David discovered a trail heading west along the ridge. It appeared to wind around and head in the opposite direction of the lake. That might very well be. Many times last year, Dillon and I had checked the GPS to see where we were in relation to the lake. More than once the lake had actually been behind us as the trail wound its way around. At times the GPS had shown the lake at less than a quarter of a mile away as the crow flies, but still three or four miles away by trail. Oh, how sweet to be a crow at a time like this. My GPS! I forgot I had it! I still had Pine Lakes marked from last year’s hike. I took the GPS out of my pack and started walking back and forth across the ridge. For some stupid reason, you have to be walking at least 1.2 miles an hour before the GPS can get an accurate reading. Who comes up with this stuff? Watching the little arrow, I wandered around in a tight circle, trying to maintain the proper speed while finding our bearing. There. The needle pointed to the northeast, the opposite direction of the trail David had seen. We assumed there must be two trails and agreed to head on into the snow-covered bowl.
Without an actual trail to follow, we took a more direct route down into the bowl, side-hilling ridges of snow as we went. At times the snow made it difficult. If you lost your footing, you would slide toward the bottom of the bowl and have to start back up, sometimes waist deep in snow. It was a pain, but not impossible nor dangerous. Now and then the trail would emerge from a bare spot where the snow had melted, giving us a glimpse of hope that, indeed, we were going in the right direction. Again, I was surprised at the sight of so much snow. I assumed it would have long since melted. I couldn’t have been more wrong.
We continued along the edge of the bowl, fighting patches of snow as we went. Several hours later we had made our way across the bowl to the opposite ridge. I glanced at Dillon’s face as he looked back over our trail. He hated the whole thing. I could tell. You didn’t have to be a mind reader to know he was thinking he would rather be doing just about anything other than trudging up a mountain with 50 pounds strapped to his back. David didn’t look much better. He is a little harder to read; but the quiet, almost restrained look in his eye told me he hated it, too. I didn’t like feeling responsible for their discomfort. What did they expect? Dillon had hiked with me before. Other than the addition of some unexpected snow, this particular route was actually less severe than the route we took last year. Still, I did feel responsible for their misery, and I hated it. I didn’t mind the hike, the steep hills, and waist-deep snowdrifts. I didn’t mind the hot sun beating down on the top of my dark hair. I didn’t even mind the ill-fitting pack that dug into my shoulders and bruised my hips. What I hated was worrying about everyone else’s discomfort and feeling responsible for it. There wasn’t anything I could do about it now; besides, I didn’t force either one of them to come. I could have easily gone by myself … and would have.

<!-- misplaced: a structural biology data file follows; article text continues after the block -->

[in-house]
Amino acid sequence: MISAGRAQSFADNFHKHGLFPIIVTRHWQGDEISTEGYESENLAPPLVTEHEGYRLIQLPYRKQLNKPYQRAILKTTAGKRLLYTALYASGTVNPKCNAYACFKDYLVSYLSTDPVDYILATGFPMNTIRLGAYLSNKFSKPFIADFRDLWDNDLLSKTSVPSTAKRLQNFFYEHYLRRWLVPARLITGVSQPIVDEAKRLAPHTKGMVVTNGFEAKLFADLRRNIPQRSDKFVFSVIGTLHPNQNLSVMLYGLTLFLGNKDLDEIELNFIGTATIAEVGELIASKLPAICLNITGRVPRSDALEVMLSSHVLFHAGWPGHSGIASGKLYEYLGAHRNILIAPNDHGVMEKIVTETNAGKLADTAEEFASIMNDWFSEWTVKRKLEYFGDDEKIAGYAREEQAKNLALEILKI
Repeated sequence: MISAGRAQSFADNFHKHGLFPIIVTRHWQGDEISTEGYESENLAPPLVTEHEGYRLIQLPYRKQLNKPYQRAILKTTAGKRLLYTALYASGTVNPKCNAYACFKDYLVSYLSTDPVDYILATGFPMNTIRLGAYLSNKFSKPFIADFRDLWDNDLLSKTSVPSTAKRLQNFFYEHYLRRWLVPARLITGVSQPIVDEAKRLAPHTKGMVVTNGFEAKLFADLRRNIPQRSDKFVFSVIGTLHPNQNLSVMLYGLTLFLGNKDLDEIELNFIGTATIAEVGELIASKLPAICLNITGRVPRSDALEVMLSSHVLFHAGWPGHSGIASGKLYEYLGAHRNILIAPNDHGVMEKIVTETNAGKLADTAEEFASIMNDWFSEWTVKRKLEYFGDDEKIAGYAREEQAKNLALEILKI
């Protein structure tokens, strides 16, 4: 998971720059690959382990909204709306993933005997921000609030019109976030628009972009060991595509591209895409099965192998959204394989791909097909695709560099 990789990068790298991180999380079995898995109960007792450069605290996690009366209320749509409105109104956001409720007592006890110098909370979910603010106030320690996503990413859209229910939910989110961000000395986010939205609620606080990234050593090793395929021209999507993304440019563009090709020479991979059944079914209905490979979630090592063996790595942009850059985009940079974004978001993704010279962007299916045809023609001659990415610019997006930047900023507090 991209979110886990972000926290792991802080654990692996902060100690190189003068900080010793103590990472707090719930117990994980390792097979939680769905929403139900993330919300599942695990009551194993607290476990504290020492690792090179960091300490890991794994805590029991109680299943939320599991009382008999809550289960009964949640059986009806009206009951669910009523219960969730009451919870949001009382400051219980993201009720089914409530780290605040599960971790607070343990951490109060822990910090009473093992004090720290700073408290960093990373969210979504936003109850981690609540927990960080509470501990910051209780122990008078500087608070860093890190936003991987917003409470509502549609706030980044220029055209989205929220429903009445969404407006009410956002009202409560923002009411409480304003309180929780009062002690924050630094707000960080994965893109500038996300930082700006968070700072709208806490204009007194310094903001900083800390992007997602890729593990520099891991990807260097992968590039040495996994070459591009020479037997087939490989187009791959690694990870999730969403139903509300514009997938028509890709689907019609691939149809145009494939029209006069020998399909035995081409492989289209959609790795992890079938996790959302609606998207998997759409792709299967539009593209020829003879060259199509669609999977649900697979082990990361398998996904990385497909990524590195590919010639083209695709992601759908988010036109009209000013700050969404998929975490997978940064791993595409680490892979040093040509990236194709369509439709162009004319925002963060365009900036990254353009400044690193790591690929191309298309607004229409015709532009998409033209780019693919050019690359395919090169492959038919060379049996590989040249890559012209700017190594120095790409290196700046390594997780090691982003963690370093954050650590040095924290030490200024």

Each of us stood atop the ridge and looked down into yet another bowl, scattered with even larger areas of snow. The horizon was notched with two saddles sitting opposite each other on the rim across from us. We could barely make out the trail as it zigzagged its way up the hill from one saddle to the next, and back again. There was no way of knowing through which saddle the trail would lead. David checked his watch: 8:30 pm. It would be dark in less than an hour. I wanted to kick myself for choosing this route. I had no idea how far we were from the lake, or even if we had taken the right trail. I turned my face upward. The bleak, cloud-covered sky mirrored my darkening mood. We needed to find a place to camp for the night, and fast. If the sky was any indication, it was likely to rain. Great, just what we needed. There was no way I was going to pitch a tent on the top of the ridge. By the looks of the clouds, I feared they contained much more than rain or even snow. I had no intention of being the tallest thing on the mountain.